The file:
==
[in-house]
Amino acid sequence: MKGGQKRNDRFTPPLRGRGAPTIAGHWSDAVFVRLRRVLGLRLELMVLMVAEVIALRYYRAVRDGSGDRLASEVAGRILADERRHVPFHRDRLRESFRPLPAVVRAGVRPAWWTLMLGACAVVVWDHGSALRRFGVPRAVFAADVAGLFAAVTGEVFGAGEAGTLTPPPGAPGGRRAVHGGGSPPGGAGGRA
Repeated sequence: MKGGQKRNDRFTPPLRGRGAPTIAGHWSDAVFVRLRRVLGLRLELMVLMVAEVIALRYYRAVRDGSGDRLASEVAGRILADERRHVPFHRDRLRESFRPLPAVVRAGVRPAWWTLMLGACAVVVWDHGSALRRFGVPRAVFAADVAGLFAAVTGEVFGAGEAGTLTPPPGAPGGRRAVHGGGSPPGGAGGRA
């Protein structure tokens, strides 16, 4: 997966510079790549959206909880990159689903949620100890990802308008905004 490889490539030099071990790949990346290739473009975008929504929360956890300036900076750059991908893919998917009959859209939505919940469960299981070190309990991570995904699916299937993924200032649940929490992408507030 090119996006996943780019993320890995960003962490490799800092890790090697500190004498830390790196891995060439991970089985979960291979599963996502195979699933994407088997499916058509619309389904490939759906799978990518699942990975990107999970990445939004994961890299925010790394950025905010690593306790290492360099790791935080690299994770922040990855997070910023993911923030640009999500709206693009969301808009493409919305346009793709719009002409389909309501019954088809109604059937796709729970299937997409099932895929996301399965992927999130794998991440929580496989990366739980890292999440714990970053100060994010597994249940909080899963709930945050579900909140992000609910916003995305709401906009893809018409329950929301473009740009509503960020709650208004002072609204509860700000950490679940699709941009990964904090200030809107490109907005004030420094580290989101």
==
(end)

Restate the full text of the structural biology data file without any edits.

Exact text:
[in-house]
Amino acid sequence: MKGGQKRNDRFTPPLRGRGAPTIAGHWSDAVFVRLRRVLGLRLELMVLMVAEVIALRYYRAVRDGSGDRLASEVAGRILADERRHVPFHRDRLRESFRPLPAVVRAGVRPAWWTLMLGACAVVVWDHGSALRRFGVPRAVFAADVAGLFAAVTGEVFGAGEAGTLTPPPGAPGGRRAVHGGGSPPGGAGGRA
Repeated sequence: MKGGQKRNDRFTPPLRGRGAPTIAGHWSDAVFVRLRRVLGLRLELMVLMVAEVIALRYYRAVRDGSGDRLASEVAGRILADERRHVPFHRDRLRESFRPLPAVVRAGVRPAWWTLMLGACAVVVWDHGSALRRFGVPRAVFAADVAGLFAAVTGEVFGAGEAGTLTPPPGAPGGRRAVHGGGSPPGGAGGRA
């Protein structure tokens, strides 16, 4: 997966510079790549959206909880990159689903949620100890990802308008905004 490889490539030099071990790949990346290739473009975008929504929360956890300036900076750059991908893919998917009959859209939505919940469960299981070190309990991570995904699916299937993924200032649940929490992408507030 090119996006996943780019993320890995960003962490490799800092890790090697500190004498830390790196891995060439991970089985979960291979599963996502195979699933994407088997499916058509619309389904490939759906799978990518699942990975990107999970990445939004994961890299925010790394950025905010690593306790290492360099790791935080690299994770922040990855997070910023993911923030640009999500709206693009969301808009493409919305346009793709719009002409389909309501019954088809109604059937796709729970299937997409099932895929996301399965992927999130794998991440929580496989990366739980890292999440714990970053100060994010597994249940909080899963709930945050579900909140992000609910916003995305709401906009893809018409329950929301473009740009509503960020709650208004002072609204509860700000950490679940699709941009990964904090200030809107490109907005004030420094580290989101």